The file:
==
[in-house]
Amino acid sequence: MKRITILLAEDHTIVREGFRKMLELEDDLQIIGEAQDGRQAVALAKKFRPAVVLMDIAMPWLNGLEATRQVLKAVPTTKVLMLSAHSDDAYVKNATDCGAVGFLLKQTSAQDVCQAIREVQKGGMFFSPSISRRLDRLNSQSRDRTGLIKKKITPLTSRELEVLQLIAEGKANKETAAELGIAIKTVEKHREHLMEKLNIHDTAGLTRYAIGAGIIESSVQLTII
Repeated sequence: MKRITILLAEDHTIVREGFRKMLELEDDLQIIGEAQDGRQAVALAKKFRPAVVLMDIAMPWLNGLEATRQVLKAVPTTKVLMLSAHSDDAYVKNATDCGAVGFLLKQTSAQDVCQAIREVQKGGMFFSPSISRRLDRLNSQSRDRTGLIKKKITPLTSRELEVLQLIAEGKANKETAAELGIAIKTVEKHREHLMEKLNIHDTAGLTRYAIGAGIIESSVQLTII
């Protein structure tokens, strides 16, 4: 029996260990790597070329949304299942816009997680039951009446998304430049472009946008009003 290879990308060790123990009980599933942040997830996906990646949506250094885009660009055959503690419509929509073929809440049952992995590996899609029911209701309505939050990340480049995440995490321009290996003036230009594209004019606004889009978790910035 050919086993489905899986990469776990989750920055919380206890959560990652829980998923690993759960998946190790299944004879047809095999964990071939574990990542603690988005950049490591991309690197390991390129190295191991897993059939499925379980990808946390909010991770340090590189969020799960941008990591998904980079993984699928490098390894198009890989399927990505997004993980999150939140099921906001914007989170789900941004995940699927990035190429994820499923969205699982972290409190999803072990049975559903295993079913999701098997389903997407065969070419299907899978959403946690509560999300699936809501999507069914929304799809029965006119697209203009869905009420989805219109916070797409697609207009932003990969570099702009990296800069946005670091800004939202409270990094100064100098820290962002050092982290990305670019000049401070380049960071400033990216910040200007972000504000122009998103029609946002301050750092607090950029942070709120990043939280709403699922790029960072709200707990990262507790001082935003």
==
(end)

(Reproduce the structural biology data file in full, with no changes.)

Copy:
[in-house]
Amino acid sequence: MKRITILLAEDHTIVREGFRKMLELEDDLQIIGEAQDGRQAVALAKKFRPAVVLMDIAMPWLNGLEATRQVLKAVPTTKVLMLSAHSDDAYVKNATDCGAVGFLLKQTSAQDVCQAIREVQKGGMFFSPSISRRLDRLNSQSRDRTGLIKKKITPLTSRELEVLQLIAEGKANKETAAELGIAIKTVEKHREHLMEKLNIHDTAGLTRYAIGAGIIESSVQLTII
Repeated sequence: MKRITILLAEDHTIVREGFRKMLELEDDLQIIGEAQDGRQAVALAKKFRPAVVLMDIAMPWLNGLEATRQVLKAVPTTKVLMLSAHSDDAYVKNATDCGAVGFLLKQTSAQDVCQAIREVQKGGMFFSPSISRRLDRLNSQSRDRTGLIKKKITPLTSRELEVLQLIAEGKANKETAAELGIAIKTVEKHREHLMEKLNIHDTAGLTRYAIGAGIIESSVQLTII
């Protein structure tokens, strides 16, 4: 029996260990790597070329949304299942816009997680039951009446998304430049472009946008009003 290879990308060790123990009980599933942040997830996906990646949506250094885009660009055959503690419509929509073929809440049952992995590996899609029911209701309505939050990340480049995440995490321009290996003036230009594209004019606004889009978790910035 050919086993489905899986990469776990989750920055919380206890959560990652829980998923690993759960998946190790299944004879047809095999964990071939574990990542603690988005950049490591991309690197390991390129190295191991897993059939499925379980990808946390909010991770340090590189969020799960941008990591998904980079993984699928490098390894198009890989399927990505997004993980999150939140099921906001914007989170789900941004995940699927990035190429994820499923969205699982972290409190999803072990049975559903295993079913999701098997389903997407065969070419299907899978959403946690509560999300699936809501999507069914929304799809029965006119697209203009869905009420989805219109916070797409697609207009932003990969570099702009990296800069946005670091800004939202409270990094100064100098820290962002050092982290990305670019000049401070380049960071400033990216910040200007972000504000122009998103029609946002301050750092607090950029942070709120990043939280709403699922790029960072709200707990990262507790001082935003």